Disgraced German bishop promises no more trouble
A former German bishop said Wednesday he was sticking to his decision to stand down over abuse allegations and promised to stop accusing senior Church figures of plotting against him.
A joint statement from Walter Mixa, 69, and the diocese of Augsburg in southern Germany said the former bishop's "resignation and the conditions surrounding it will no longer be questioned."
"Dr. Mixa will make no more accusations and hold no one responsible for the pressure that he felt when he signed his letter of resignation."
A planned meeting with the German-born Pope Benedict XVI would still go ahead, at which Mixa has undertaken not to question his resignation, however, the statement added.
Mixa, who was also bishop of the German military, at first rebuffed allegations that he beat children and youths at a Catholic orphanage between 1975 and 1996 but later confessed and tendered his resignation in April.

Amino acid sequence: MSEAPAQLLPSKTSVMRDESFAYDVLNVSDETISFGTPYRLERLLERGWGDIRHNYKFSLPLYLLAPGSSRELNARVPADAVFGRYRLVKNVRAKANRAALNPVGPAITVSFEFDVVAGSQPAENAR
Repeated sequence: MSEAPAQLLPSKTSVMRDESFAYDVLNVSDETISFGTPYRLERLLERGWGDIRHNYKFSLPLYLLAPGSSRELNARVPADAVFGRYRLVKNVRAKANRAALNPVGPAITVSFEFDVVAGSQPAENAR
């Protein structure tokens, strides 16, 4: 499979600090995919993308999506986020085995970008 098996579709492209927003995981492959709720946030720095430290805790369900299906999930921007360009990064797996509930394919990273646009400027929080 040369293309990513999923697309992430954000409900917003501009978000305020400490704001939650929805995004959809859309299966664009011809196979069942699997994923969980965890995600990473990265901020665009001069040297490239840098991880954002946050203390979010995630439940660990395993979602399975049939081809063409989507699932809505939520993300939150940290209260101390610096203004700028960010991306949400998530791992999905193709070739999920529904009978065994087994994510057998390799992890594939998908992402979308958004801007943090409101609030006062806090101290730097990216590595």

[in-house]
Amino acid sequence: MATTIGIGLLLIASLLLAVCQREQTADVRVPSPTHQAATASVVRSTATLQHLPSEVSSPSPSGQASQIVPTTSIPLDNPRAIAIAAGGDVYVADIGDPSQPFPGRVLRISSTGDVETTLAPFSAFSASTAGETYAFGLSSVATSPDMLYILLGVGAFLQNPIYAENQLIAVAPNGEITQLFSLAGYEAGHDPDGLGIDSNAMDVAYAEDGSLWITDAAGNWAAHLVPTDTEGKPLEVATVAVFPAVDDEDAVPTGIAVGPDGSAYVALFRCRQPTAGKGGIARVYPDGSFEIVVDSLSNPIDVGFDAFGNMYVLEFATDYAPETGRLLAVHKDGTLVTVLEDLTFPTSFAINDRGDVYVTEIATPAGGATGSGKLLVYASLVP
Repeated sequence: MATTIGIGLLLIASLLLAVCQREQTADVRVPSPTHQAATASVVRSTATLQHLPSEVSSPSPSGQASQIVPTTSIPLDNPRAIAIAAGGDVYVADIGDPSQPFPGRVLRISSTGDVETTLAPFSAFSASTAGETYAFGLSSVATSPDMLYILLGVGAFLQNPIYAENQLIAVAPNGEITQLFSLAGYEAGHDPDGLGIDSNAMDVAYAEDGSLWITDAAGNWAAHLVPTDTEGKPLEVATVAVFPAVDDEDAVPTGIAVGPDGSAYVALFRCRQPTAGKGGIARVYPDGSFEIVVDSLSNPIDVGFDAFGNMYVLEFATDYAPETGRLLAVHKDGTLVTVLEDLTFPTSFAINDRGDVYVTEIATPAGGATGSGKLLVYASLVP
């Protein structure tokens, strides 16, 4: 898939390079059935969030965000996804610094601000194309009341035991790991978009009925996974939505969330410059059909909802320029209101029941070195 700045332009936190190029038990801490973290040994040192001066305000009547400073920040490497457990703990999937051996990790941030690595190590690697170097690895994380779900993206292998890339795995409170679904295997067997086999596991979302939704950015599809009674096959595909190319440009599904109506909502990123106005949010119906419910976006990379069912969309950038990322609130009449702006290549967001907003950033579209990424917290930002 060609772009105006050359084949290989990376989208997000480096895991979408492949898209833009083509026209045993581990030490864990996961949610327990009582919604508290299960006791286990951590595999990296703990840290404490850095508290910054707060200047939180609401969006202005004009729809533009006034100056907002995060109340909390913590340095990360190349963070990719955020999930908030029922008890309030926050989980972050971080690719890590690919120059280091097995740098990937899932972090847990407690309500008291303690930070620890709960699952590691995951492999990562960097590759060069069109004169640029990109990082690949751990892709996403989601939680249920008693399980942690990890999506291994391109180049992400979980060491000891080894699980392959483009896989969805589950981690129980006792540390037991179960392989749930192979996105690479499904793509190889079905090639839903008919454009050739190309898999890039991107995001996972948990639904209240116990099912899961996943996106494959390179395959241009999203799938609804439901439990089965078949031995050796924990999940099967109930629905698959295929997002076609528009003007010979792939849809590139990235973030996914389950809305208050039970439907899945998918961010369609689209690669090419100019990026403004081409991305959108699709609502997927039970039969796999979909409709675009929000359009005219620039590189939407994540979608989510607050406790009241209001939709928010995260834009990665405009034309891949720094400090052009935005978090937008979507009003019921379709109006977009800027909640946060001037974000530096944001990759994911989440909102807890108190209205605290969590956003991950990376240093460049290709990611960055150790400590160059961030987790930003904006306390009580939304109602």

The pope subsequently accepted his resignation but Mixa then alleged this month that senior Catholic figures including Robert Zollitsch, Germany's top archbishop, had pressured the pontiff to do so behind Mixa's back.
He had also said that he would seek rehabilitation from the pope, and accused these people of giving background briefings to the media about the sexual abuse allegations that have since been dropped by prosecutors.
Like other European countries, Germany has been rocked in recent months by revelations that hundreds of children were physically or sexually abused in institutions, the vast majority Catholic-run.
The scandal has badly damaged the standing of the Church in Germany, as well as the pope's, five years after his appointment as leader of the world's 1.1 billion Catholics was a source of great national pride.
© 2010 AFP